Bob Quinn hung an “open for business” sign on the No. 3 pick in next month’s NFL draft, but like most of the country, the novel coronavirus could force him to close up shop.
ESPN analyst Mel Kiper Jr. said in a teleconference Wednesday that Quinn and the Detroit Lions could have a harder time trading down from No. 3 because of recent pre-draft restrictions put in place by the NFL to deal with the COVID-19 pandemic.
The NFL has a moratorium in place on teams hosting prospects on pre-draft visits and attending pro-day workouts, both of which were considered crucial to the evaluation of injured Alabama quarterback Tua Tagovailoa.
“The medical on Tua is going to be difficult, obviously, with the current situation,” Kiper said. “This is a year where you would need all of the medical that you can get, all the meetings you can get. All the things you need in terms of due diligence on Tua with the medical, and you’re not going to have that opportunity. So is a team going to trade up without that type of information? We’ll see.”
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Tagovailoa fractured and dislocated his hip in a November game last season against Mississippi State.
He said at the NFL combine last month that he was on schedule with his rehab and was planning to have a personal pro day workout April 9.
On Monday, Tagovailoa tweeted a 10-second video of him going through a quarterback workout in which he moved smoothly while dropping back, sliding to his right and throwing the football.
[ Lions eye Tua Tagovailoa as unique chance, but also big gamble on health ]
“Practicing social distancing with the long ball today,” Tagovailoa wrote. “Feels good to spin it again. #Process.”
Kiper said the video was “nice to see,” but doesn’t answer every question teams have about one of the draft’s top prospects regardless of position.
LSU quarterback Joe Burrow is expected to go No. 1 overall to the Cincinnati Bengals and Ohio State defensive end Chase Young is the favorite to go No. 2 to Washington.
The Lions at No. 3 should have their choice of Tagovailoa or one of the draft’s second-tier of defensive prospects, Ohio State cornerback Jeff Okudah, Auburn defensive tackle Derrick Brown or Clemson hybrid Isaiah Simmons, or they could trade down to a quarterback-needy team like the Miami Dolphins at No. 5 or Los Angeles Chargers at No. 6.
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The Lions were planning to host Tagovailoa on a pre-draft visit before the moratorium went into effect.
“Teams now don’t have a lot to go by, so that’s certainly something that (looks) promising,” Kiper said of the video. “It’s going to be very interesting with an April 23 draft coming up in less than now a month, what’s going to happen there, whether like I said, a team’s going to trade up to get a quarterback that has an iffy situation medically coming off that injury, and then there’s the durability concern which you can’t predict how that’s going to go, even once he’s healthy.”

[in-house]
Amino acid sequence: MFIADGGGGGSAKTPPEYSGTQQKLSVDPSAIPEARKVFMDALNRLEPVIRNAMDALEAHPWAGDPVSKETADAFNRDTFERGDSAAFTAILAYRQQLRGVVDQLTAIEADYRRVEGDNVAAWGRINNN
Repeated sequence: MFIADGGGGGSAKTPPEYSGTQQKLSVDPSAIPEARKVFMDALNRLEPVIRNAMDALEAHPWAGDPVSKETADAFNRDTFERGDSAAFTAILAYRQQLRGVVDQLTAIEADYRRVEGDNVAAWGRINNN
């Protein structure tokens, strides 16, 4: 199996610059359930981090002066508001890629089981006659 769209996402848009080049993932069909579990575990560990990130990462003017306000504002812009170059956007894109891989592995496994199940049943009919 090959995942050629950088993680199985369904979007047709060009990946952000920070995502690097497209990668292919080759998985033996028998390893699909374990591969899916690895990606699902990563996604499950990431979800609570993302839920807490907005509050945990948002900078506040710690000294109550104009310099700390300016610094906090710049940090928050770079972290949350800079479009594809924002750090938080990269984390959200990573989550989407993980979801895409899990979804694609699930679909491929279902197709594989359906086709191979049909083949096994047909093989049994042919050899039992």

Tagovailoa, who also had surgery on both ankles in college, recently underwent a four-month medical exam by Alabama team surgeon Dr. E. Lyle Cain in which he was cleared to resume football activities.
He’s expected to hold virtual workouts for NFL teams interested in seeing his progress in the coming weeks and will undergo a local medical recheck next month since the NFL’s combine medical recheck in Indianapolis is postponed.
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Even with the medical concerns, Kiper doesn’t see Tagovailoa falling far in next month’s draft.
He said whatever team drafts Tagovailoa should be planning to “let his body heal” by making him a backup this season, and he gave Tagovailoa to the Dolphins at No. 5 in latest mock. In his previous mock draft, Kiper slotted Tagovailoa to the Lions at No. 3.
“If everything would have been perfect, perfect world this year and everything’s been done the way it’s always been done, you still have the durability concerns,” Kiper said. “Even if he is medically cleared and everything looks OK with the hip and progress is being made and all that, you still have three separate injuries that all occurred. And can he take hits? Can he sustain hits and still come back and be healthy from those hits?
“Durability for Tua would still be a question regardless if this was a perfect draft case scenario or draft process scenario.”
Contact Dave Birkett at email@example.com. Follow him on Twitter @davebirkett. Read more on the Detroit Lions and sign up for our Lions newsletter.
Published at Wed, 25 Mar 2020 20:04:54 +0000